Although wood is the best-known mode of African sculpture, others are utilized: aluminum alloys, iron, ivory, pottery, unfired clay, and, rarely, rock. Unfired clay is and probably always was the most commonly used medium in the entire continent.
However, partially because it's so brittle and so hard to collect, it's been mostly ignored in the literature. Little figurines of fired clay were excavated at a mound in Daima near Lake Chad in amounts dating from the 5th century BCE or earlier.
Although some were located in Zimbabwe. Both these discoveries suggest an even earlier phase of unfired clay modeling. There are many art galleries and museums there in New York where you can find great african art like masks, sculptures, figures etc. To get more information about african art gallery in New York, you can visit https://www.paceafricanart.com/exhibitions/ .
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Stone sculpture happens in many separate centers, using both soft and hard rock, but there's usually not much proof of a growth through time in one location. Ivory is a highly valuable medium in many regions of Africa.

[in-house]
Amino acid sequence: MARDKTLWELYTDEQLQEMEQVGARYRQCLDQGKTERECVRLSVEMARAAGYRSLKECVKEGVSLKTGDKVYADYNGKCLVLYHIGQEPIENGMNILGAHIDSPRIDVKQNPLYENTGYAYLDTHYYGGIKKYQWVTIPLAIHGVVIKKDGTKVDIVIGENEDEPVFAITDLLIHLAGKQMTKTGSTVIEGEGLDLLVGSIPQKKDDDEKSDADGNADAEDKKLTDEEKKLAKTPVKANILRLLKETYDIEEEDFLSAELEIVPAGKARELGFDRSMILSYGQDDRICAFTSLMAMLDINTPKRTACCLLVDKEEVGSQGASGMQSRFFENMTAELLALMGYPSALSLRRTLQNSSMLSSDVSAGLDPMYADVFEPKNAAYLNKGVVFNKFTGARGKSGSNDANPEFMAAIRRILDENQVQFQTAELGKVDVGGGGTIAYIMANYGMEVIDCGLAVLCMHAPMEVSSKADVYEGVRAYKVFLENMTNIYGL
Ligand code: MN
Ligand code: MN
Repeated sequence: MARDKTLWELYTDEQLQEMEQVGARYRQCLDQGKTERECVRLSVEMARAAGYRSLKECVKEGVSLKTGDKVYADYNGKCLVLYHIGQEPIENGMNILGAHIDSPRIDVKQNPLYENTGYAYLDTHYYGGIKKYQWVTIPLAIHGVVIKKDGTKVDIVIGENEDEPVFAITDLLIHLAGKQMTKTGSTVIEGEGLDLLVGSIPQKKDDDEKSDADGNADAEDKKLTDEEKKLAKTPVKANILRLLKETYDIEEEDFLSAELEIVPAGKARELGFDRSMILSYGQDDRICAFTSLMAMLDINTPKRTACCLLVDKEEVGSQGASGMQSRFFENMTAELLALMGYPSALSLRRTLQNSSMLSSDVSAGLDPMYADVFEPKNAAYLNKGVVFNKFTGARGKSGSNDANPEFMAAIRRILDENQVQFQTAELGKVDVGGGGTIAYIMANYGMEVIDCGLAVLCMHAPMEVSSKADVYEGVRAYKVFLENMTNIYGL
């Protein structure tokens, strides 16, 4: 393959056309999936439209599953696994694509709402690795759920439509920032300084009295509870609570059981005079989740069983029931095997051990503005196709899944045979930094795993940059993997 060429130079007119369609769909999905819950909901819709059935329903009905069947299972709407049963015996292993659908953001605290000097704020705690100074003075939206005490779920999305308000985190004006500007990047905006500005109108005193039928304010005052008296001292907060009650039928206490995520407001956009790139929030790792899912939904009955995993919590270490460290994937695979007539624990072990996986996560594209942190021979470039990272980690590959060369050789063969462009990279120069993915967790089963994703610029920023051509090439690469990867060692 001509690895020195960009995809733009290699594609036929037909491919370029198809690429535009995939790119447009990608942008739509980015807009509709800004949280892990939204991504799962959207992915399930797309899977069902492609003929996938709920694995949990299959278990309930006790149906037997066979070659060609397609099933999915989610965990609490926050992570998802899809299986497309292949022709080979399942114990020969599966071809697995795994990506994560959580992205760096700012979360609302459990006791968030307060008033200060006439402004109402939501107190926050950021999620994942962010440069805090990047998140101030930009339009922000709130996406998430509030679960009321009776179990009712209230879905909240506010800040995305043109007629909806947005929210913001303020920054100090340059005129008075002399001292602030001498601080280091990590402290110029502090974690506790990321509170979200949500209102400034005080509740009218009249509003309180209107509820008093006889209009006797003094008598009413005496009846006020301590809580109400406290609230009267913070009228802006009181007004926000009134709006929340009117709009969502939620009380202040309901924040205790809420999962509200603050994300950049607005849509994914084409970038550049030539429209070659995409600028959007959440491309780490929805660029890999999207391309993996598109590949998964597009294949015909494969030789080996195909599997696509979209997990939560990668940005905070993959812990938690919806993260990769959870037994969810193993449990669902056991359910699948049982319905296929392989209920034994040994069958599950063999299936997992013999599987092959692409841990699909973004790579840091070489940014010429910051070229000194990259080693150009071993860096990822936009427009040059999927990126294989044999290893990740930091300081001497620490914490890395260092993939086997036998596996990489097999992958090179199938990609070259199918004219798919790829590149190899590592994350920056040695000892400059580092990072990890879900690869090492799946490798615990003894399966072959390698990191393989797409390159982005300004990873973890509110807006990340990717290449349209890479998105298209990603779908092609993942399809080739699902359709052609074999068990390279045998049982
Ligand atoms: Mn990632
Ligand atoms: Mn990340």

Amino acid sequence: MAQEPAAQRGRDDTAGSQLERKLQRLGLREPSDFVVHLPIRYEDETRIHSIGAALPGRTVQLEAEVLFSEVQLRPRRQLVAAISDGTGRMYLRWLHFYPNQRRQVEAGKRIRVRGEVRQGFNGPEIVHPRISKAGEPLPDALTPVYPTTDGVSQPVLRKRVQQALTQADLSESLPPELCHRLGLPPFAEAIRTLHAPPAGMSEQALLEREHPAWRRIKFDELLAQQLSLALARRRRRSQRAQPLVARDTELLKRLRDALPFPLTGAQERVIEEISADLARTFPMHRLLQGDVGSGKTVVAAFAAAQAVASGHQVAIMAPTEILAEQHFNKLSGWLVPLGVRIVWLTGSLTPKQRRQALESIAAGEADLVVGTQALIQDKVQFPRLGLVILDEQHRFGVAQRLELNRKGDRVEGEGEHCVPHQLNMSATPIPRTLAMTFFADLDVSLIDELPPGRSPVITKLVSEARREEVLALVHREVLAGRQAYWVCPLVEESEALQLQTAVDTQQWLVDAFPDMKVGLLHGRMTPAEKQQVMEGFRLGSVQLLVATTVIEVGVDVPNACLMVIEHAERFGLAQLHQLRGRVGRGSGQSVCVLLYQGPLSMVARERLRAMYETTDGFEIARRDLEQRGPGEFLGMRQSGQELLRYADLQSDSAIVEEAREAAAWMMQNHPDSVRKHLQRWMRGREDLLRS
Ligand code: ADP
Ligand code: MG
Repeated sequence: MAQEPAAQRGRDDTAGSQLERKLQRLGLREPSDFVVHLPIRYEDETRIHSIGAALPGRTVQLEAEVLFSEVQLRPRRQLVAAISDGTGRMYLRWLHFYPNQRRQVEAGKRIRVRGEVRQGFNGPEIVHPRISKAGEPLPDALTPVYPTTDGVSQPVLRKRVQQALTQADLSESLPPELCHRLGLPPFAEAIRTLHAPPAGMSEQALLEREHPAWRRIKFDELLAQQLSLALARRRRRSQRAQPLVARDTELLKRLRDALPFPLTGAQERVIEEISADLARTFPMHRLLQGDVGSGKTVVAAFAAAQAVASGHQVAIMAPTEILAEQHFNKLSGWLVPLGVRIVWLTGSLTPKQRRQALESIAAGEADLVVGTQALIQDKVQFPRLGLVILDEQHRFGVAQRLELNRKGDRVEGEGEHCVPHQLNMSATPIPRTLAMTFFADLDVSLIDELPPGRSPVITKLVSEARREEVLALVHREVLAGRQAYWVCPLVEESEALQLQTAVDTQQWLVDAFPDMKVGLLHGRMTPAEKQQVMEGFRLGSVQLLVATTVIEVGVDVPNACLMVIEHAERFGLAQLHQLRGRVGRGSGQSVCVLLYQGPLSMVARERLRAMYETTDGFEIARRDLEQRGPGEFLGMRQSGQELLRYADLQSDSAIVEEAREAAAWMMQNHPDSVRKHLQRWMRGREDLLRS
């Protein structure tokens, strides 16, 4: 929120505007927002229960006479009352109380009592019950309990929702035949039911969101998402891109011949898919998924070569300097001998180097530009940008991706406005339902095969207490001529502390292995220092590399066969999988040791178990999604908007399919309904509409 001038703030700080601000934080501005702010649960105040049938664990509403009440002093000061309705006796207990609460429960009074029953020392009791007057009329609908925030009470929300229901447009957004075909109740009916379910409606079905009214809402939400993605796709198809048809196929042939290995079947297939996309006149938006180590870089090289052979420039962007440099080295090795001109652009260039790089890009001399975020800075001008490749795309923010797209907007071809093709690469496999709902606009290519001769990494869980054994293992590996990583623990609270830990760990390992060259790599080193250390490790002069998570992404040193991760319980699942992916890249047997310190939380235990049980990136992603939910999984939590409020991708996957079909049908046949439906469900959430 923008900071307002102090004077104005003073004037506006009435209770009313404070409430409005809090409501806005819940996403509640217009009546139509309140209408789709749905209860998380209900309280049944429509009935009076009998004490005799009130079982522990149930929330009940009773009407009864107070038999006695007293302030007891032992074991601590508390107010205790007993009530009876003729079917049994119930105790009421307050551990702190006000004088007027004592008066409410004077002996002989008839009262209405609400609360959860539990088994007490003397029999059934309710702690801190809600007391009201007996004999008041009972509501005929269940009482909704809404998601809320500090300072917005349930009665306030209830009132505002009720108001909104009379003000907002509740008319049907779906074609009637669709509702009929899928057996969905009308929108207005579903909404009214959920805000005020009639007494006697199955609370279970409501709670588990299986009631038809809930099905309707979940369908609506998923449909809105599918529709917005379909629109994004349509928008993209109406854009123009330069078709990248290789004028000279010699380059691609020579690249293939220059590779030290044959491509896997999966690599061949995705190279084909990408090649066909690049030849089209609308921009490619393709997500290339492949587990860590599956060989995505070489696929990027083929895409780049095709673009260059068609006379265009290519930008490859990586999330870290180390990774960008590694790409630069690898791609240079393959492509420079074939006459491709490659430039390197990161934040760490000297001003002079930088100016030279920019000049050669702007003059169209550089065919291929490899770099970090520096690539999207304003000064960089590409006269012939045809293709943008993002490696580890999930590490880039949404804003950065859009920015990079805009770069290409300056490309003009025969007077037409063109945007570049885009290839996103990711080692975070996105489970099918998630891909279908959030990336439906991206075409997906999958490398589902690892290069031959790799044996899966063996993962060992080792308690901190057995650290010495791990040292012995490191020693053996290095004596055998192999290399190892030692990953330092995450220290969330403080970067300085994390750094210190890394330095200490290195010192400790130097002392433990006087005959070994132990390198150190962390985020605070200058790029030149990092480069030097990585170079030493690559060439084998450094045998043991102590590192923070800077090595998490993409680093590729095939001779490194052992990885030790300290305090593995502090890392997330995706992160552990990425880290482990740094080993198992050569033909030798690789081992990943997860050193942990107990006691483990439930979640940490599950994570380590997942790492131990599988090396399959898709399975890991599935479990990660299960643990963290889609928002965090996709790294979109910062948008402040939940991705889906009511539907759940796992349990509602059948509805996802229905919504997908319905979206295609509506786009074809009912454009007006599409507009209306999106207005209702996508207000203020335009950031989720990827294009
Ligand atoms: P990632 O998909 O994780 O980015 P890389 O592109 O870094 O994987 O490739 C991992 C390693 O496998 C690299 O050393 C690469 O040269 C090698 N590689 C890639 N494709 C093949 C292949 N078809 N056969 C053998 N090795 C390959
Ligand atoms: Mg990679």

It's fine texture makes it convenient for delicate palaces, while its rarity results in its own employment in several societies for things of fantastic prestige. African American sculptures are carved with comparable tools across the continent.
The ability achieved with this particular tool is astonishing to the Western observer. Lean shavings can be eliminated with pace and precision, developing a surface that reveals minor facets that catch the light and increase the visual interest.
More-intricate work is performed with knives. The surface of the sculpture is occasionally polished using all the side of a cut or knife down with tough leaves. Details are generally chosen by a technique involving charing using a reddish knife.